OK, so my first issue was with their violations of the CAN SPAM Act. The other issue I have is that they claim to offer “page 1 ranking and consistent ‘top placement’ on search engines.”
I would be wary of any company that guarantees page 1 rankings in “search engines.” For starters, I’m sure they meant search engine results pages (SERPs). Secondly, unless you’re Google, Yahoo, Bing or any other search engines, you can’t guarantee any rankings.
If you’re doing email marketing, make sure you’re following the rules.
Yesterday (May 24, 2012) I attempted to share a YouTube video on one of the Facebook pages of which I am an administrator. I copied and pasted the YouTube link into the status update field and Facebook automatically converted the link into the usual video display.
I then customized the text in the status update (and removed the original YouTube link), tagged a couple of other pages and then hit the share button.
I clicked “submit” again. Nothing.
I visited the actual page url (facebook.com/pageurl) in another browser tab to make sure that the post hadn’t gone through. Nope. Nothing.
- I tried everything I could think of:
- I removed the tagged pages.
- I tried another browser; with and without extensions/add-ons.
- I tried PC and Mac.
- I changed the setting that allows me to post to the page as the page even though I wasn’t using Facebook as the page (did you follow all of that?).
But nothing worked.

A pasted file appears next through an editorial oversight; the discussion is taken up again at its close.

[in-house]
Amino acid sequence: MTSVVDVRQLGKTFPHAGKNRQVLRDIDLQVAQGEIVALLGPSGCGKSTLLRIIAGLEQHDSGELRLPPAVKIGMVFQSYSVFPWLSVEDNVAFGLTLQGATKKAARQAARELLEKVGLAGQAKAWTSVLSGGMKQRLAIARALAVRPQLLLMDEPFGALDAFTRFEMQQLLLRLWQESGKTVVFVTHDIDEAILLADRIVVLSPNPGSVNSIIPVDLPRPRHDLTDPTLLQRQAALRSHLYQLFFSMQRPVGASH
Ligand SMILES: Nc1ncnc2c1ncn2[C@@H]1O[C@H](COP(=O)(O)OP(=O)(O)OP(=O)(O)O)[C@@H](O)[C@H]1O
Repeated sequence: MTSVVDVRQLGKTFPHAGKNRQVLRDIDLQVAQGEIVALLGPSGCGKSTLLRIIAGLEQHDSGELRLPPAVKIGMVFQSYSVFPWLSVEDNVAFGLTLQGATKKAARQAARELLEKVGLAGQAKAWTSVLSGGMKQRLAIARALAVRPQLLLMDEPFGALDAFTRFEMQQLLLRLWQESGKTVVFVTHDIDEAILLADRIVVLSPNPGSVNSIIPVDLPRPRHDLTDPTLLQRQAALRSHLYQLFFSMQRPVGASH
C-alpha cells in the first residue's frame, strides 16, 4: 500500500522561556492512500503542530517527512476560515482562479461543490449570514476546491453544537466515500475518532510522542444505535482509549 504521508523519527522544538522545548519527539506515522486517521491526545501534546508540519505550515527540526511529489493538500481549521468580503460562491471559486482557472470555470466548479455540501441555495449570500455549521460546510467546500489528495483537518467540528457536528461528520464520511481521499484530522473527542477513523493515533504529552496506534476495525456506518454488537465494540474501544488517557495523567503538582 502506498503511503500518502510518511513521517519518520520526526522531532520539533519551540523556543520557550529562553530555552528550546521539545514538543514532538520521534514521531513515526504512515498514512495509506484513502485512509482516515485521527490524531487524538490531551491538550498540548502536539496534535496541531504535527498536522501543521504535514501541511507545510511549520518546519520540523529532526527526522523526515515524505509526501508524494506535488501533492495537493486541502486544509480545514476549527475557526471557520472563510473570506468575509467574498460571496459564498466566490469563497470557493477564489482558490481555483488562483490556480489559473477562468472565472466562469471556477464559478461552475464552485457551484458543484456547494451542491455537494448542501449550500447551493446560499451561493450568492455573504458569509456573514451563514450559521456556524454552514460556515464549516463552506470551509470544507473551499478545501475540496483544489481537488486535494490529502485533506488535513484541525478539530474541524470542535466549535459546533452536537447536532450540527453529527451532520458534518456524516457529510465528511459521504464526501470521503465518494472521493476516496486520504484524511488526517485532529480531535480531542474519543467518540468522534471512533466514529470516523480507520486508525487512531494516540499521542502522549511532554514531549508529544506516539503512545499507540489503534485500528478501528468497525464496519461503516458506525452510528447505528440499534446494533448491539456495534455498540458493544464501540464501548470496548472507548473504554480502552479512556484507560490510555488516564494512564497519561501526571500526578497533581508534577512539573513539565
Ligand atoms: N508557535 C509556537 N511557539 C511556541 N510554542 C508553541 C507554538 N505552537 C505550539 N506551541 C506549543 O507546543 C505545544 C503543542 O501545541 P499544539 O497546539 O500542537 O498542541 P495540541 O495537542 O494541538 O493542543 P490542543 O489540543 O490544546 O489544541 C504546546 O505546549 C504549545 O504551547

Finally, I submitted a help ticket, which as we know will never be answered by a living, breathing human being. But, at least I did something I could pass along to the higher ups when they ask why such and such video wasn’t posted.
As a last resort, I went to the Facebook Community forum where I found others that were having the same issue. I’m not alone and if you’re having the same issue, neither are you.
It was there I found Jen Frazer, a Facebook page admin, who posted a work around she found in another Facebook forum:
To post to your Page, instead of accessing your page by way of the standard URL, i.e. www.facebook.com/pageurl, replace www with beta.
It should look like this: beta.facebook.com/pageurl
Now posting. It worked for me and should do the trick until Facebook fixes this issue. If they fix the issue.
Here’s a link to forum: http://nrv.me/KXBFRZ
So, all we can do at this point is wait and see if Facebook fixes the issue. Of course, with all that’s going on with FB right now, who knows.
In case you missed it, Google had another good April Fool’s Day gag with the introduction of Google Tap, which purported to replace the QWERTY keyboard with a simple Morse Code keyboard with only two keys; a dot and a dash.
And if that wasn’t cool enough, it would even let you type two emails at once with a split screen.
It doesn’t take long to figure out this is a gag, but in case you were strung along, you should have figured it out when they popped up LL Cool J as a Google engineer. Epic win in my book!
Human Readable Terms / Policies / Guidelines
Tumblr won a piece of my heart with this, probably the first large-scale social network TOS that is organized in a way that indicates it’s designed to be read.
It’s still a lot of text, and could stand some consolidation or guidance, but for now? I’m calling this as a best in class example.
Agreed. When this popped up on my screen, I was very impressed. Breaking it up into a user-friendly, three-tabbed section really helps.